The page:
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Boko Haram and western education: the surprising views of some Nigerians who left the insurgency group

todayJuly 2, 2024 9

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Some of the 2100 former members of Boko Haram and of the Islamic State West Africa Province (ISWAP) are seen at the Hajja Camp in Maiduguri, Nigeria, on May 30, 2023 prior to their release at the end of a five month rehabilitation program. (Photo by Audu MARTE / AFP) (Photo by AUDU MARTE/AFP via Getty Images)




By Hannah Hoechner, University of East Anglia and Yagana Bukar, University of Maiduguri



The world has come to associate the insurgency in north-east Nigeria with the slogan “western education is forbidden”. This is how “Boko Haram” – the name given to the insurgents – is commonly translated from the Hausa language into English.

But “Boko Haram” is not what the insurgents call themselves or would like to be called. Different factions operate under different names. None of them use “Boko Haram”.

One faction calls itself Jama’at Ahl al-Sunna li-Da’wa wa-l-Jihad or “People Committed to the Propagation of the Prophet’s Teachings and Jihad”. Another faction uses the name Wilayat Garb Ifriqiya or Islamic State West Africa Province.

The preachings of the late insurgency leader Mohammed Yusuf (1970-2009) against western education earned his movement the nickname Boko Haram, which gained traction from 2009 onwards.

High-profile attacks on western schools, including the abduction of 276 schoolgirls from Chibok in April 2014, fed perceptions of the insurgency as opposing western education.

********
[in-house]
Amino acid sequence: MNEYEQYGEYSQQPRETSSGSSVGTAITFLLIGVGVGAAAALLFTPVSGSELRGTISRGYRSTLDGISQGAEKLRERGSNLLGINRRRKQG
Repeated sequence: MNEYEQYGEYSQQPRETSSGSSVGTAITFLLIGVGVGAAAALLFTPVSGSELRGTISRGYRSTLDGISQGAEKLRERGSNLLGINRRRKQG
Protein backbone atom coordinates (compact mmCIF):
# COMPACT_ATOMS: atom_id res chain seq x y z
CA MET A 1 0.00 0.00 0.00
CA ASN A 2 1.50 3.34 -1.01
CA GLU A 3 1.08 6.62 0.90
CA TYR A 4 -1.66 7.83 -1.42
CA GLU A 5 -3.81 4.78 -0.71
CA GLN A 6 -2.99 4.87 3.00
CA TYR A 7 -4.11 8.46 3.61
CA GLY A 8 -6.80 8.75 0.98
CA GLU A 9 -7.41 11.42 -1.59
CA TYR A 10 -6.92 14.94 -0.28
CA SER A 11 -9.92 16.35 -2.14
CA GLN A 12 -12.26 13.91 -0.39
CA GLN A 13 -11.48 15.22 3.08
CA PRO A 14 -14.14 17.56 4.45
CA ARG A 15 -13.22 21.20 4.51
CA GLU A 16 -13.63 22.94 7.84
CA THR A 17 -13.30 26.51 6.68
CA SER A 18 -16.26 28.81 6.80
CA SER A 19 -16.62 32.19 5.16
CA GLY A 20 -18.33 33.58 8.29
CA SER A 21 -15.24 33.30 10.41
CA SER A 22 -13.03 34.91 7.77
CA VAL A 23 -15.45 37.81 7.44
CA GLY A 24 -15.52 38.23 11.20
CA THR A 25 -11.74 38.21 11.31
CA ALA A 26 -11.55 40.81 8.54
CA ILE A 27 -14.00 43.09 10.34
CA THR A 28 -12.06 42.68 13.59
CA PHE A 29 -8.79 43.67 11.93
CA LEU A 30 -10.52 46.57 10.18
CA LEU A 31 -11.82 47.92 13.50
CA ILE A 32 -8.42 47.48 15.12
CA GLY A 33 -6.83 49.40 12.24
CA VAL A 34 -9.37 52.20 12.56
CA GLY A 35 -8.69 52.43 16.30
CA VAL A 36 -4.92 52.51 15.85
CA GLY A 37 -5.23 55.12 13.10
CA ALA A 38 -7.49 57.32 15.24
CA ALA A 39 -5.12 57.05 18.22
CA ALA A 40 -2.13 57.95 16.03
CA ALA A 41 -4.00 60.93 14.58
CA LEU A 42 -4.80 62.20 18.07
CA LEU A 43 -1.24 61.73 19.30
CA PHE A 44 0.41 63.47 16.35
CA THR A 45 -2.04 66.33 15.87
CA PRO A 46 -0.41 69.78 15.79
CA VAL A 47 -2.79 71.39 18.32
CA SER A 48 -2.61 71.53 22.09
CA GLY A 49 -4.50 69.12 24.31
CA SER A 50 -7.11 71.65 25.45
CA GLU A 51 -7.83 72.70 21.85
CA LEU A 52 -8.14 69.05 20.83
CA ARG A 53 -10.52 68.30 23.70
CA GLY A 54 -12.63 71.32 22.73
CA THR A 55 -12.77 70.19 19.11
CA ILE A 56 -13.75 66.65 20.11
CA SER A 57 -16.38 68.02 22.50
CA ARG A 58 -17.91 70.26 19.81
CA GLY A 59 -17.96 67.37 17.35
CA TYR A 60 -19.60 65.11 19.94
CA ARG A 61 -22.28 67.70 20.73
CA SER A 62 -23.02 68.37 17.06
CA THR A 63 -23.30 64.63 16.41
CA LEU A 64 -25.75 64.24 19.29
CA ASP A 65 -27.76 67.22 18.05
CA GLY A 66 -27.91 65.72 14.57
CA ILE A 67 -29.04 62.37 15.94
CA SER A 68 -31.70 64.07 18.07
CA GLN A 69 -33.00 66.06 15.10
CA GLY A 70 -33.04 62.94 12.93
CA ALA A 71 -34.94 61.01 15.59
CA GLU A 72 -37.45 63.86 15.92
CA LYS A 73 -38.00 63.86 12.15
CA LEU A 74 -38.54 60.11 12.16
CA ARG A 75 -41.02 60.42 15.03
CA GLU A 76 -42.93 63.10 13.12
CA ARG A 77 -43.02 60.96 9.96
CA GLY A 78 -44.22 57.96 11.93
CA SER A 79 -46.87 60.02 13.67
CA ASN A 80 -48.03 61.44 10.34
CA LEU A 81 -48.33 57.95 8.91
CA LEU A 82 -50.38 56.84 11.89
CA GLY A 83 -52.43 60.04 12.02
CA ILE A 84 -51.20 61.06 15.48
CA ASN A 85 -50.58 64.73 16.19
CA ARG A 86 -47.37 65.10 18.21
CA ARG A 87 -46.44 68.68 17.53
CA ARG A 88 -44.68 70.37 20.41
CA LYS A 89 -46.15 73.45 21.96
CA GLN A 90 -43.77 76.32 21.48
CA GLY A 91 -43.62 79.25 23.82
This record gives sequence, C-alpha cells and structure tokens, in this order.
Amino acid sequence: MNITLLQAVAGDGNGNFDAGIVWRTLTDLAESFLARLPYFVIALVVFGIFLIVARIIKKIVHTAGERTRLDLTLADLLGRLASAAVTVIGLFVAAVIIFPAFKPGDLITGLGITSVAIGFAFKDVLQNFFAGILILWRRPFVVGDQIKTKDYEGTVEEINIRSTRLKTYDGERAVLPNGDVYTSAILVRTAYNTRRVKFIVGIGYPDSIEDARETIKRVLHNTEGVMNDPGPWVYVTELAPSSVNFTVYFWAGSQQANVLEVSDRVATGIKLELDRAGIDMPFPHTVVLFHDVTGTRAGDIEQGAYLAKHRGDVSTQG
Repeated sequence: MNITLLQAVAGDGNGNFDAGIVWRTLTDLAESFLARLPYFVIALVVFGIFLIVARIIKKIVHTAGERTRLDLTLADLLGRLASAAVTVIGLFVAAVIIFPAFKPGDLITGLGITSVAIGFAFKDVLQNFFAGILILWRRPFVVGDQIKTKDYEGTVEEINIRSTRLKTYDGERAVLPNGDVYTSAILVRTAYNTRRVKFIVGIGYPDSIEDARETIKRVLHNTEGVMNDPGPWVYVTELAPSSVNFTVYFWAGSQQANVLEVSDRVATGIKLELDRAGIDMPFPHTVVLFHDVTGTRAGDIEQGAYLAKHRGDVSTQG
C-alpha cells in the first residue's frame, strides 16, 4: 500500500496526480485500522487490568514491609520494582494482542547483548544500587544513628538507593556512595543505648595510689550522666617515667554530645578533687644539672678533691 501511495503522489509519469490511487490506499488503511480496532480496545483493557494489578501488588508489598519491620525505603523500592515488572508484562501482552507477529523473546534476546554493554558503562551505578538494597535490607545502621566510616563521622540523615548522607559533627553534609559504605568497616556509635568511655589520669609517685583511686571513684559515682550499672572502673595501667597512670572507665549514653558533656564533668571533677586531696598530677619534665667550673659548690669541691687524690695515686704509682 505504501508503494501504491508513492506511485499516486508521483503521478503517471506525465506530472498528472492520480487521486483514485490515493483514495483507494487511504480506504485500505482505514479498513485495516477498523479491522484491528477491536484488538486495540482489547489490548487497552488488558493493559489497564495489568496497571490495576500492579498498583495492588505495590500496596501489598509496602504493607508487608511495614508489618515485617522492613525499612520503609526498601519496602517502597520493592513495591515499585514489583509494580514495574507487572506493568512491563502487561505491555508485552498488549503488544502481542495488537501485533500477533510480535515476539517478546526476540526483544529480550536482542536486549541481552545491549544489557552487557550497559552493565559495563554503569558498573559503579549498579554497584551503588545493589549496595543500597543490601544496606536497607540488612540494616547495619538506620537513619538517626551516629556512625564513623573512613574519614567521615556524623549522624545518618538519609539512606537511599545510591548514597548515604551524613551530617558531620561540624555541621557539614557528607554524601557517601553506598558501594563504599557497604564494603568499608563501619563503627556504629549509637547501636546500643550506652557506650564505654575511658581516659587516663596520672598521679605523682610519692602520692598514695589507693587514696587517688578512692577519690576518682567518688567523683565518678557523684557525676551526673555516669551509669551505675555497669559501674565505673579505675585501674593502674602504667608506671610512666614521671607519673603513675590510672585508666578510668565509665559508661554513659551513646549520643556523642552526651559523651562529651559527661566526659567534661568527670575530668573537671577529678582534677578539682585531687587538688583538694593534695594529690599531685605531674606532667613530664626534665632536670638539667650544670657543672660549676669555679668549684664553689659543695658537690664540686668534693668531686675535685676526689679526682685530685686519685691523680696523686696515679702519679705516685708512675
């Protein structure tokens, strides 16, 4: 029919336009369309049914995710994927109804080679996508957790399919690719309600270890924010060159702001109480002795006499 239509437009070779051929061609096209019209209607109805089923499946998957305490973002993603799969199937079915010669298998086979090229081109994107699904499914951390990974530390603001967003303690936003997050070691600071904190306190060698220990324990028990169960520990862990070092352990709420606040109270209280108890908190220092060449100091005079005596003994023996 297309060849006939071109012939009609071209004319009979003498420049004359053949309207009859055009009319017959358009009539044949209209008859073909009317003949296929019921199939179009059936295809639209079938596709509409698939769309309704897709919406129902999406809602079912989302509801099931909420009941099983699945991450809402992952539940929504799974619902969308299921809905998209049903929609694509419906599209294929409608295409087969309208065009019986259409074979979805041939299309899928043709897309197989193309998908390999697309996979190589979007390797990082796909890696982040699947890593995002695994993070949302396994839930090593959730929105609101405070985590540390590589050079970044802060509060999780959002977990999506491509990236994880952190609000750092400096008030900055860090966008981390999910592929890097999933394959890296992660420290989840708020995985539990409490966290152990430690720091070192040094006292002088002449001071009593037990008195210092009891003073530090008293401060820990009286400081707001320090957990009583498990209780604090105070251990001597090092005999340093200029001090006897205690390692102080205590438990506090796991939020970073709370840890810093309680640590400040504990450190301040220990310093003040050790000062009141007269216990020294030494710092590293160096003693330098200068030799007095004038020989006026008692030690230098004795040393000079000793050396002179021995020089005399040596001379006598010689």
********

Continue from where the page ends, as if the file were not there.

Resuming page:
Western education was introduced in north-east Nigeria under British colonial rule, displacing the Islamic education system that produced the elite in pre-colonial times. Today, most formal sector jobs and government positions in Nigeria require western education.

Because of the destruction, bloodshed and mass displacement that the insurgency has caused in Nigeria, we wanted to know more about the role education plays as a grievance and as a way to build peace.

Our research aimed to explore what motivated ordinary members of the insurgency group, popularly called Boko Haram, to fight. Was opposition to western education a reason? We also wanted to know how being part of the insurgency had influenced their views on this education system.

By speaking to the rank and file, we sought to go beyond the rhetoric of the insurgency leadership.

Most of the respondents said that hatred of western education was not what motivated them to join the insurgency. They had other reasons. And their experiences as insurgents reinforced the value of a western education.

We argue that these results show how important it is to make western education accessible to all who want it.

Views on western education

We conducted 13 in-depth interviews and five group conversations with former insurgents in Bama and Maiduguri, Borno State, in 2021 and 2024. This was part of a larger research project on education and violent conflict in north-east Nigeria.

Our conversations focused on former members’ reasons for joining, their experiences of education inside the insurgency, and their perspectives on education after leaving. The majority of respondents were Kanuri men in their twenties and thirties with mostly Qur’anic education.

Some acknowledged that Yusuf’s preaching had resonated with them at the time of their recruitment. But they didn’t join out of hatred of western education.

Instead, they discussed other reasons for joining: